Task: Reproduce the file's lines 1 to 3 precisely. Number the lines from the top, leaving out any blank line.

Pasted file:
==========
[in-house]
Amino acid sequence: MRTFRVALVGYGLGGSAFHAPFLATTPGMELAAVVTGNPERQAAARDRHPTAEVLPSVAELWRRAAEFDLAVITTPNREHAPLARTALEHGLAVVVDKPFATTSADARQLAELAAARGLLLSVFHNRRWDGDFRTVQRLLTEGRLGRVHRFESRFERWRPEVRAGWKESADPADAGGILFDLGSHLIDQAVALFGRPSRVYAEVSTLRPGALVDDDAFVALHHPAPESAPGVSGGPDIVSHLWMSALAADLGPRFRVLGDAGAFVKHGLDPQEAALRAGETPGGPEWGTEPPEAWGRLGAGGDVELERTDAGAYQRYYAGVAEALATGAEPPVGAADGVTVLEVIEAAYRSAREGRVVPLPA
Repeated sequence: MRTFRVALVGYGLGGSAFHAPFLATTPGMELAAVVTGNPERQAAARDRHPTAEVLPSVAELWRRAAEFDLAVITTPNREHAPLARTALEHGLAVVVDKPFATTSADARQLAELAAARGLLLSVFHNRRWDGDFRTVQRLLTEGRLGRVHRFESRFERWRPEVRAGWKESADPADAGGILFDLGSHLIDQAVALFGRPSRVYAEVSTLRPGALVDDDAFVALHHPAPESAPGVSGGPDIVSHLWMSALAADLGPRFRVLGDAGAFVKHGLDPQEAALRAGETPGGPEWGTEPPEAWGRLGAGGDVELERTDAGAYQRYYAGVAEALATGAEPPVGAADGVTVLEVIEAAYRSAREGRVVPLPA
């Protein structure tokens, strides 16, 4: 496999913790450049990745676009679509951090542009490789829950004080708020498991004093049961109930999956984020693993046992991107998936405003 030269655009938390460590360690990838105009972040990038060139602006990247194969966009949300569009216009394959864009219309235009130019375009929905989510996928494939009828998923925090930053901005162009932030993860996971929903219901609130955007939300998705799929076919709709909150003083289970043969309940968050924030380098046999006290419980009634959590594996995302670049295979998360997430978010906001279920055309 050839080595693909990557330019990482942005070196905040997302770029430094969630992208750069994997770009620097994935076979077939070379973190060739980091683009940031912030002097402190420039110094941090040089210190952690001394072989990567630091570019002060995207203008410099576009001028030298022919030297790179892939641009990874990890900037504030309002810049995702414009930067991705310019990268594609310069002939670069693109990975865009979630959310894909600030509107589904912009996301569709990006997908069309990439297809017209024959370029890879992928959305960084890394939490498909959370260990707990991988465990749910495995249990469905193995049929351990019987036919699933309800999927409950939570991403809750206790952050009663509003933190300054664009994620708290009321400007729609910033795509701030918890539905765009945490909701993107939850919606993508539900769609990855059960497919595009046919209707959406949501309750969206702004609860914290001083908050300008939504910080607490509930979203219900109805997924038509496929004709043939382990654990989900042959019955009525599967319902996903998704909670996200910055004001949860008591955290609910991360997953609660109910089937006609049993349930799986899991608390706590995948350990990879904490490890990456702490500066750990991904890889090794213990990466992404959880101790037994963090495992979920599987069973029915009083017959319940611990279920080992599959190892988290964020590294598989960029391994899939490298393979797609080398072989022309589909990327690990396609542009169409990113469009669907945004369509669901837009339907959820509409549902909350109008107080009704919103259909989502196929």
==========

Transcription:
[in-house]
Amino acid sequence: MRTFRVALVGYGLGGSAFHAPFLATTPGMELAAVVTGNPERQAAARDRHPTAEVLPSVAELWRRAAEFDLAVITTPNREHAPLARTALEHGLAVVVDKPFATTSADARQLAELAAARGLLLSVFHNRRWDGDFRTVQRLLTEGRLGRVHRFESRFERWRPEVRAGWKESADPADAGGILFDLGSHLIDQAVALFGRPSRVYAEVSTLRPGALVDDDAFVALHHPAPESAPGVSGGPDIVSHLWMSALAADLGPRFRVLGDAGAFVKHGLDPQEAALRAGETPGGPEWGTEPPEAWGRLGAGGDVELERTDAGAYQRYYAGVAEALATGAEPPVGAADGVTVLEVIEAAYRSAREGRVVPLPA
Repeated sequence: MRTFRVALVGYGLGGSAFHAPFLATTPGMELAAVVTGNPERQAAARDRHPTAEVLPSVAELWRRAAEFDLAVITTPNREHAPLARTALEHGLAVVVDKPFATTSADARQLAELAAARGLLLSVFHNRRWDGDFRTVQRLLTEGRLGRVHRFESRFERWRPEVRAGWKESADPADAGGILFDLGSHLIDQAVALFGRPSRVYAEVSTLRPGALVDDDAFVALHHPAPESAPGVSGGPDIVSHLWMSALAADLGPRFRVLGDAGAFVKHGLDPQEAALRAGETPGGPEWGTEPPEAWGRLGAGGDVELERTDAGAYQRYYAGVAEALATGAEPPVGAADGVTVLEVIEAAYRSAREGRVVPLPA